There’s a reason why all of the sports shounen I’ve blogged the last couple of seasons have fired and fallen back, and it’s not because I don’t love the genre. It’s that none of them quite gets the essence of it the way Ginga e Kickoff does – and that’s the reason why this one is still on my blogging schedule while those others aren’t. In many ways I think this was a perfect sports anime episode – fast-paced, exciting, emotionally involving, in-character – with very realistic on-field action too. Of course the truth is, it isn’t this easy to be this good or else everyone would be – but the problem is usually that those other shows get clogged up with too much nonsense, and what should be a fairly straightforward genre becomes distracting and unfocused.
Of course Ginga is an all-ages series and a good-hearted one at that, so it’s not as if the social commentary here is savage – but it is present, and the politics of youth sports have been gently tweaked a few times. The obnoxious “owners” who think the fact that they pay for the uniforms gives them the right to call the shots on the sidelines are a very real problem. While their verbal sparring was sort of fun (“She looks like someone you met at a bar…”) the best thing here was watching Zach the dog really start to earn his keep, primarily defending Shou from “Owner’s” taunting and threats. It’s also interesting to note the difference in the way he treats the kids vs. the way Hanashima does – once the game starts Hanashima pretty much stays out of the way. Even when the Predators changed to a 4-4-2, it was the Furuyas (well, Ryuuji and Ouzou) who made the decision, not Masaru-san.
The on-field drama was the main event of the episode, of course. Tsubakimori’s ace, Suguru-kun is certainly a hothead (the two-fisted handshakes are a bit much) but undeniably a talent and a fierce competitor – a fiercer one than the Furuya Triplets in the first half, in fact. He’s integrated with his team much better than they are, and his “Suguru Specials” effectively use his entire team and the entire field. The weakness of Maurayama all along would seem to have been the defense, and both goals come as a result of lapses – the first when Shou has to leave hos center-back position to cover after Reika-chan gets a nutmeg from a Tsubakimori attacker, and the second when Shou surrenders a PK – and gets a yellow card – for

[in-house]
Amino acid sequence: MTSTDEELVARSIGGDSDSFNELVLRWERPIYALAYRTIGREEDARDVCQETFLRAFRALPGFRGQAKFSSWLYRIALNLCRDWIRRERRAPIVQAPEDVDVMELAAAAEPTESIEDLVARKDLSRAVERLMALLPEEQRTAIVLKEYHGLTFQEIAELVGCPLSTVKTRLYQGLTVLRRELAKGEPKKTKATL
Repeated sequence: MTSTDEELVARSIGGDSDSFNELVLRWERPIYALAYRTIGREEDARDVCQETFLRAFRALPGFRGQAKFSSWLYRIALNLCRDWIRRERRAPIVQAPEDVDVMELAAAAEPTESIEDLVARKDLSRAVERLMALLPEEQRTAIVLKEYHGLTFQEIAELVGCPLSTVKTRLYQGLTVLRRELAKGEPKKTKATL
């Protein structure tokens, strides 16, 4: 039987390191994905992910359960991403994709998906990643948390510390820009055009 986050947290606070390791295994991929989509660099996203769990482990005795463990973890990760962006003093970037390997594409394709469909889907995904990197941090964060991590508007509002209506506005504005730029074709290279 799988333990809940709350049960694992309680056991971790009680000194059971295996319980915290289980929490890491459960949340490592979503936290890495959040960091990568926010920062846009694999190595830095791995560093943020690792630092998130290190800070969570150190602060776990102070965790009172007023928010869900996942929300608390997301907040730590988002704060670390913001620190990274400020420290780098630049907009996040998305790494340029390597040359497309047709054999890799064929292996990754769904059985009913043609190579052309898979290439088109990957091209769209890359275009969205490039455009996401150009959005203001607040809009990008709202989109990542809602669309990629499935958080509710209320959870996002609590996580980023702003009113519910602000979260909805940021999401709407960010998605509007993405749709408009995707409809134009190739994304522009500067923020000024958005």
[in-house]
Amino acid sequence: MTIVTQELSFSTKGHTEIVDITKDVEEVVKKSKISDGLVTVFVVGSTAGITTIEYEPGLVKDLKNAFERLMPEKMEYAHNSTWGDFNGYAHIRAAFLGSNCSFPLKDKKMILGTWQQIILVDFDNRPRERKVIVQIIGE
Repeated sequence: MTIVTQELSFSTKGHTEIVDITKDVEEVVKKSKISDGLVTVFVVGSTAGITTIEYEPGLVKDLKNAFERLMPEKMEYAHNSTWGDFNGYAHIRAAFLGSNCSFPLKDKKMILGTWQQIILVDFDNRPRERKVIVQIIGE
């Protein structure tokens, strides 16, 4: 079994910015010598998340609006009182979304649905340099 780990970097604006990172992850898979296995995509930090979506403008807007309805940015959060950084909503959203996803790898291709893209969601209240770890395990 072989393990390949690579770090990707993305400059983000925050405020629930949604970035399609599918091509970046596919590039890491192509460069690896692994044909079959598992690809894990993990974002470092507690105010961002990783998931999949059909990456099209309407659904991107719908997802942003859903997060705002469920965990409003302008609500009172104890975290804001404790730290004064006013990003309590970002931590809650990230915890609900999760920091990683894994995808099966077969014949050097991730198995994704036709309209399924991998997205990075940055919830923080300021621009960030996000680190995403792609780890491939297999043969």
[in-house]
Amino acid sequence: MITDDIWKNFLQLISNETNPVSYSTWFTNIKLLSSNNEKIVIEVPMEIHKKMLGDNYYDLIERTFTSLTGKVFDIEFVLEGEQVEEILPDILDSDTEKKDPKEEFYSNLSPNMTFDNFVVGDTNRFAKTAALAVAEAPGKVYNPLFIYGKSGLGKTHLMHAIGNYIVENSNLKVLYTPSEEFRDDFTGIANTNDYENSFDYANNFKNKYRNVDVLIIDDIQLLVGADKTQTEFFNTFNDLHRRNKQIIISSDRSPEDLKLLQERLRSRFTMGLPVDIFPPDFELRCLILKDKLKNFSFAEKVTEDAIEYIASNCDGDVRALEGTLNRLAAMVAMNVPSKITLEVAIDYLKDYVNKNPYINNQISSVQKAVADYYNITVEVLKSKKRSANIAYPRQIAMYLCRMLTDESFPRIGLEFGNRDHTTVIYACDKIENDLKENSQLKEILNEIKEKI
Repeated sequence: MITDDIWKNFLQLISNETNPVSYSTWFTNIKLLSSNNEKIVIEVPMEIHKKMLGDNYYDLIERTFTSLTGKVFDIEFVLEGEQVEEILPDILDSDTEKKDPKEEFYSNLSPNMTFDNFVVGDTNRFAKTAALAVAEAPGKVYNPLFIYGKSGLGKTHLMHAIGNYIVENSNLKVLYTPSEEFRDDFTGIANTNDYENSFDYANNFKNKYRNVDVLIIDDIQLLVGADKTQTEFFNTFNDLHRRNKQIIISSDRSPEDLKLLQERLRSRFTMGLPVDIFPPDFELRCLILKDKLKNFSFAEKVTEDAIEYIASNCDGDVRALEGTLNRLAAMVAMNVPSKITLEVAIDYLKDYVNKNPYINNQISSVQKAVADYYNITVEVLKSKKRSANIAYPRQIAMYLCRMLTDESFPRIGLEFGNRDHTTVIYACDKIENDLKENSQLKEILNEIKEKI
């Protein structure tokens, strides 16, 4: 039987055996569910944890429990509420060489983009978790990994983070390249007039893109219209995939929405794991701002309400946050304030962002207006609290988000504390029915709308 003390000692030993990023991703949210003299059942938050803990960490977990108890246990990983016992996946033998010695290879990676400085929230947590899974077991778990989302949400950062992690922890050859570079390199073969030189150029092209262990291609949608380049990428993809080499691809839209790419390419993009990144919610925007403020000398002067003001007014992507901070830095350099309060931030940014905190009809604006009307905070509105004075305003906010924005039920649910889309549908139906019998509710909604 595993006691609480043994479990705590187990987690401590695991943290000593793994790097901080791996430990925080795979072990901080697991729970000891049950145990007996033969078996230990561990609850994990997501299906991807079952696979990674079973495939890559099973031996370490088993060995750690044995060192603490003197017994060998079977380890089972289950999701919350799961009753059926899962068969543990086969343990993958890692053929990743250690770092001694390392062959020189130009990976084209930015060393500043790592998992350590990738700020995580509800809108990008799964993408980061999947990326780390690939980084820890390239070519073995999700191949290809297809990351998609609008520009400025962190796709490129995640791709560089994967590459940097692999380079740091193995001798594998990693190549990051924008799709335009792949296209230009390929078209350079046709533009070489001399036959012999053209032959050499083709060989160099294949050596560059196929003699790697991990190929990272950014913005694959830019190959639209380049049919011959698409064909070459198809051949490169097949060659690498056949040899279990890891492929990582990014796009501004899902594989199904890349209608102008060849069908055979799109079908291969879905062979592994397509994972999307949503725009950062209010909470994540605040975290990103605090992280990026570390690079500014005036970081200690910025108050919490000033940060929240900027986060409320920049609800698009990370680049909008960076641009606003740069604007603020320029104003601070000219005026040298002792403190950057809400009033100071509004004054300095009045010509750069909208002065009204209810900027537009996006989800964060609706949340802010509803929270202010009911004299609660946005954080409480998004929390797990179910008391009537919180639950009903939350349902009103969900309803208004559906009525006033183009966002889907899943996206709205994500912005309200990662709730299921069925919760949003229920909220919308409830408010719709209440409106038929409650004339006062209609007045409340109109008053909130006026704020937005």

knocking heads an inadvertent elbow with a Tsubakimori player on a cross. Ouzou drops back to a second central defender role to cover for Shou’s poor play, and the half ends with the Preds trailing 2-0.
For Reika things at least are looking up a little – she helps cover for another defensive lapse by Shou and prevents a goal – but for Shou, it’s pure depression. This is where it’s very interesting to watch the Triplets, who continue to emerge as distinct personalities. Both brothers show real anger at Kouta for letting Suguru goad him into trying to turn the game into a one-on-one battle, but again it’s Ouzou who steps up as a leader both on and off the field. As a player he’s filling the crucial role of all-field generalist, racing back to cover on defense, and leading the counter and setting up Maurayama’s attack. But he also speaks his mind to anyone concerned, including Kouta and Shou, and he seems to have the surest strategic sense of the three. He’s a sort of link between Shou and the rest of the team on the field – the primary device for carrying out Shou’s directions – and he’s the one who calls out Shou at halftime, not for his defensive lapses, but for his lack of leadership as Captain.
It’s harsh, but something Shou had to hear. Of course it’s hard seeing the normally indomitable and fearless Shou beaten down and depressed, but in classic shounen fashion the team rallies around him – Masaru-san, Erika, Reika, even the Furuyas – and let him know it’s not just his organizational skills and loud voice that put that armband on him, but his field generalship and positioning – and only if he steps up and takes command of the team can they come back and win. If you’re buying into this show at all, you must have gotten a little swept up in the moment when Shou made a perfect sliding tackle on Suguru, then started Ouzou off on a counterattack, shouting commands all the way. Those are the sort of scenes that every sports shounen builds up for, but only the real good ones can pull them off like Ginga did here.
It’s all about building buy-in with the characters, at least for me. That’s why I was especially pleased to see that Ginga has been confirmed for a second cour at least (episode titles through #14 are now posted on the official website and Syoboi) because this is the sort of show that gathers a momentum to itself and just gets better and better. Ten episodes in and I’m totally sold on the premise and characters, but it feels as if we’ve just started the journey. Sports anime that really focus on character need a year to do the job the way it needs to be done – it would certainly have been wonderful to see Giant Killing have that opportunity – but in the current “one and out” climate in anime, I’m pleased to see that Ginga will be sticking around for another few months at the very least.